If you need to plan more often than once a quarter, how do you know how to replan? Instead of incurring the time and cost when you bring everyone together, consider the Product Value Team. (In past writing and presentations, I’ve called this the Product Owner Value Team. I am trying to change my term to the Product Value Team.)
The product value team is a different kind of a team. It’s related to a community of practice, but for one product. And, since the people on this team are already on feature teams (the POs) or on a program (the product manager), you might not have considered how these folks collaborate.
POs on one product who have different areas of a product need to work together to create a coherent roadmap for that product. And, since the POs work with their teams, they still need someone—a product manager—to elicit information from customers. They might need help from a BA to articulate what the customers want in ways the team can understand.
The PVT is a different kind of a team.
This is my first draft of an image of a Product Value Team. (I am sure I will refine it. I welcome your suggestions for refinement!) Start at the bottom of the image. The POs are roughly the same color as the teams they represent.
I’m showing three feature teams here because I am not yet a good enough image creator to add more teams.
Because the product depends on all three of these feature sets, the POs coordinate in a PVT, product value team, along with the product manager. As the teams complete features, each PO updates their roadmap and the next backlog in whatever form they desire. And, when things change or when it’s time to replan the roadmap, the PVT gets together to plan.
The larger the effort, the more we can expect to replan. Why not replan with people who understand the backlogs?
This works reasonably well for independent features. That means the teams are feature teams and the features are straight-through, not curlicue features. If you have a ton of interdependencies between feature teams, you might not have feature teams or you might not be planning the smallest possible features. The PVT has a much more difficult time planning when the features are large and interdependent. (The teams have trouble, too.)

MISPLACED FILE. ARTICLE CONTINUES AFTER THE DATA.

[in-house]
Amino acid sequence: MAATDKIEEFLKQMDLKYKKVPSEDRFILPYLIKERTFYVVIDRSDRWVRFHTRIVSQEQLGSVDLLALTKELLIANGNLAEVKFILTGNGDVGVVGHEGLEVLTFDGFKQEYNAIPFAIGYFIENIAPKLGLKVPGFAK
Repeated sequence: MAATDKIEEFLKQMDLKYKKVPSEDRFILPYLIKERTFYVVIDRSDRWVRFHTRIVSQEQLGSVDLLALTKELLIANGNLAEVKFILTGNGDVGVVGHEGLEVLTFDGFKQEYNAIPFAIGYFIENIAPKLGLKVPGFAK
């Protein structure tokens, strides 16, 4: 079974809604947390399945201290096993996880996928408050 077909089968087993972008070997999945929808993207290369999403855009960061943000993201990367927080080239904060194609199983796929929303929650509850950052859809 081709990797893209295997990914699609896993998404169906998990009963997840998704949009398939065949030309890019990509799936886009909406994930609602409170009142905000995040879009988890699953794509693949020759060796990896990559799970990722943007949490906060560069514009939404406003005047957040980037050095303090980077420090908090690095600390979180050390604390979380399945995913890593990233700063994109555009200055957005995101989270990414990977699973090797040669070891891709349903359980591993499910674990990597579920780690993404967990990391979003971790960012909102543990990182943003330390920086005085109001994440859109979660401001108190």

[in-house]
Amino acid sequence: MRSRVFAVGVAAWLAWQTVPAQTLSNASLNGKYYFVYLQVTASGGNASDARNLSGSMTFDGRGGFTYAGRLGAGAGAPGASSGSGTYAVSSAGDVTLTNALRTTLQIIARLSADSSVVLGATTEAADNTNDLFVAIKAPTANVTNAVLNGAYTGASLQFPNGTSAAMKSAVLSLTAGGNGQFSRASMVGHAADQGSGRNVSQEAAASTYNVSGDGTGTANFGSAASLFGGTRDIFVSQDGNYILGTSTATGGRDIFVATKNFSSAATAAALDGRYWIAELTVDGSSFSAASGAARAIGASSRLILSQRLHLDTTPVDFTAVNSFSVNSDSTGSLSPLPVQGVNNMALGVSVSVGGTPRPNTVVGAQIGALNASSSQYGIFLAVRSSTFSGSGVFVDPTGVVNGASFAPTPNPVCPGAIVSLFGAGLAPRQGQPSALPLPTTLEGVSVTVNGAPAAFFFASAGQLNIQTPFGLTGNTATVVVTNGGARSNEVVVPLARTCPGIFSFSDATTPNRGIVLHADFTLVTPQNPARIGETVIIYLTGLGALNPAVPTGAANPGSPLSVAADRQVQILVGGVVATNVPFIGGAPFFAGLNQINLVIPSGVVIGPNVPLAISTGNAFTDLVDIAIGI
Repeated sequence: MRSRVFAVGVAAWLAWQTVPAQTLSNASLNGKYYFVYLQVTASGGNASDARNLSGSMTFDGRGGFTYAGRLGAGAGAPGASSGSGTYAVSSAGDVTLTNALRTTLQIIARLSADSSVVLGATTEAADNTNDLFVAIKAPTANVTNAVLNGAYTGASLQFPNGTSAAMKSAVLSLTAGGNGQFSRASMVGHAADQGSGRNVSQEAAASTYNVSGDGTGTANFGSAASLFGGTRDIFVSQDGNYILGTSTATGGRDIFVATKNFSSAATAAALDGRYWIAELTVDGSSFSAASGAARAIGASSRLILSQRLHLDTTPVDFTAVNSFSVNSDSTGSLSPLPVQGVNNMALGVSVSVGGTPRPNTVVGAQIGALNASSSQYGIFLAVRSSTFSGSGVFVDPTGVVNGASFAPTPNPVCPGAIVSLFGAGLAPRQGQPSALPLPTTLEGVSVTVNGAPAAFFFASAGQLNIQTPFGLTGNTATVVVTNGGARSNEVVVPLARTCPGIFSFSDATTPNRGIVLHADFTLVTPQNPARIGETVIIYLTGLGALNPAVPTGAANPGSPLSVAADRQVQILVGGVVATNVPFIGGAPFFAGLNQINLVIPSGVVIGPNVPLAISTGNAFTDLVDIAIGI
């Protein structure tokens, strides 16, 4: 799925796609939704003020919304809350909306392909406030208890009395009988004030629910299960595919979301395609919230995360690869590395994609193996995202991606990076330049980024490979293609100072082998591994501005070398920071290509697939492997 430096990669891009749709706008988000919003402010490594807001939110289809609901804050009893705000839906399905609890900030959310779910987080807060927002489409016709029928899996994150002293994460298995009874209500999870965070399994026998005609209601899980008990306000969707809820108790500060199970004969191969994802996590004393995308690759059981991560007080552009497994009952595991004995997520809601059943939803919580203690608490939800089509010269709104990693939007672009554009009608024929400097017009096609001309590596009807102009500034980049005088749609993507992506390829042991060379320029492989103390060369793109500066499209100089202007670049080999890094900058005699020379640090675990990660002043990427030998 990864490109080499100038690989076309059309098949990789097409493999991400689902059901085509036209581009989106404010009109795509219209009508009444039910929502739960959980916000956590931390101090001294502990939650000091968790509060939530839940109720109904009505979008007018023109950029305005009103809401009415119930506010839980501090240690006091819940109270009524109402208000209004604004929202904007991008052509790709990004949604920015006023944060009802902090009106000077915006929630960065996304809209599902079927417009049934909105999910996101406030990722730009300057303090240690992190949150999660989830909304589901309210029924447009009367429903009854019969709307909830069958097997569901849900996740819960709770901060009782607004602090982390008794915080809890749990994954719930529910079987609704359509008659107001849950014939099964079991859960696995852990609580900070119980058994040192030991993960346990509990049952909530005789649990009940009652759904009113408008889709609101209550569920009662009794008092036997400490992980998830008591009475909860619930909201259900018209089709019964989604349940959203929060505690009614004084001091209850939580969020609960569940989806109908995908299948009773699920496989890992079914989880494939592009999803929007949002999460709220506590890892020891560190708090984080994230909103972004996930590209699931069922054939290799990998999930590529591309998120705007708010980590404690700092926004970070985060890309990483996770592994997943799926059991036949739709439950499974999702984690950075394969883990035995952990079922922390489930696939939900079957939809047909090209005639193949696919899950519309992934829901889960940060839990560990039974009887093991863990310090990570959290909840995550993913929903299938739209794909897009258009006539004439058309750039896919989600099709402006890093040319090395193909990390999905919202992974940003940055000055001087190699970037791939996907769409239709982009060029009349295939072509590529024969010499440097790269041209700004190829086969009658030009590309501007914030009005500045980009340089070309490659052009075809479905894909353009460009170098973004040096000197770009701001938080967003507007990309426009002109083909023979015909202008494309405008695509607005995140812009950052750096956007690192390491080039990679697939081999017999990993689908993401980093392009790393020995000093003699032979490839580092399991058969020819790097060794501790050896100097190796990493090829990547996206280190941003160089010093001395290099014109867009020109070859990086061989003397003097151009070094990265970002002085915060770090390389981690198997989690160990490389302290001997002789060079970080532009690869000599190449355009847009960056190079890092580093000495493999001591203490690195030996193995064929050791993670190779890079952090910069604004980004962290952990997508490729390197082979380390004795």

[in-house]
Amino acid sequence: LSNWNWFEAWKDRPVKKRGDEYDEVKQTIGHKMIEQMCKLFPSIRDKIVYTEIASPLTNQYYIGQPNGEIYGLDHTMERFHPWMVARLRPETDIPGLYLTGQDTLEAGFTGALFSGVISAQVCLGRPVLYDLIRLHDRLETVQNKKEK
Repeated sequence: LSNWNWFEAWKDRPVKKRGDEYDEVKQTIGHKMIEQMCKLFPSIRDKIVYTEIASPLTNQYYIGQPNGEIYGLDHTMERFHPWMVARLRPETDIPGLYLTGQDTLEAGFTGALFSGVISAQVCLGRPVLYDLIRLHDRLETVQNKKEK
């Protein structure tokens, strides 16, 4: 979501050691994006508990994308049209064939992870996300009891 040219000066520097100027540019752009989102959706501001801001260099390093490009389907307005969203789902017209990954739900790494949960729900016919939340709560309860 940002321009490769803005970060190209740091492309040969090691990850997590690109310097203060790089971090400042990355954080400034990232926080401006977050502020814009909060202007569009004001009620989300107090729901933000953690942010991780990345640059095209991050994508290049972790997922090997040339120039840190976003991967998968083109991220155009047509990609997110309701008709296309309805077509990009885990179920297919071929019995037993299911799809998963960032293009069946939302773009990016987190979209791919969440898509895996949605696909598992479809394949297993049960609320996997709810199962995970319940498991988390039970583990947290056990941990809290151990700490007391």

Should POs and teams never see customers? Of course not. They should see customers as often as they need to. But the PO is inward-facing, not outward-facing.
Should the product manager never work with a team? Of course not. Product managers should work with teams as often as possible, so the product manager can bridge the gap—with the POs—about what the customers need and what the organization wants to provide.
So, should the product value team (PVT) plan all by itself all the time? I’m not a fan of that either. However, for rolling wave planning inside a quarter (or whatever time period you like for replanning everything as a cadence), I like the PVT to plan together. If the PVT doesn’t understand the risks, maybe the PVT shouldn’t plan alone. Maybe the teams need to participate to expose risks and dependencies.
But I more often see POs who do understand the dependencies for the next small chunk of time, and who want to get through this quarter with an accurate plan. And, they’re not afraid to replan. They want to build a resilient program.
When the POs get together as a team, they can address the needs I see for resilience in a program (or a product) as in Part 4. The PVT doesn’t work as an agile feature team with the same kind of backlog and ceremonies. They might decide to meet on a cadence, or they might meet as exception handling. Maybe they only meet when the organization has a need for nailing down a particular scope at a necessary time. I have a suggestion for the agenda for this meeting in my workshops and the book in development.
A Product Value Team can help a project/program increase its resilience to change, obtain feedback, and manage the prediction problem.
Now, one of the big problems with the entire roadmapping issue is when managers want predictions or commitments. That will be part 6.
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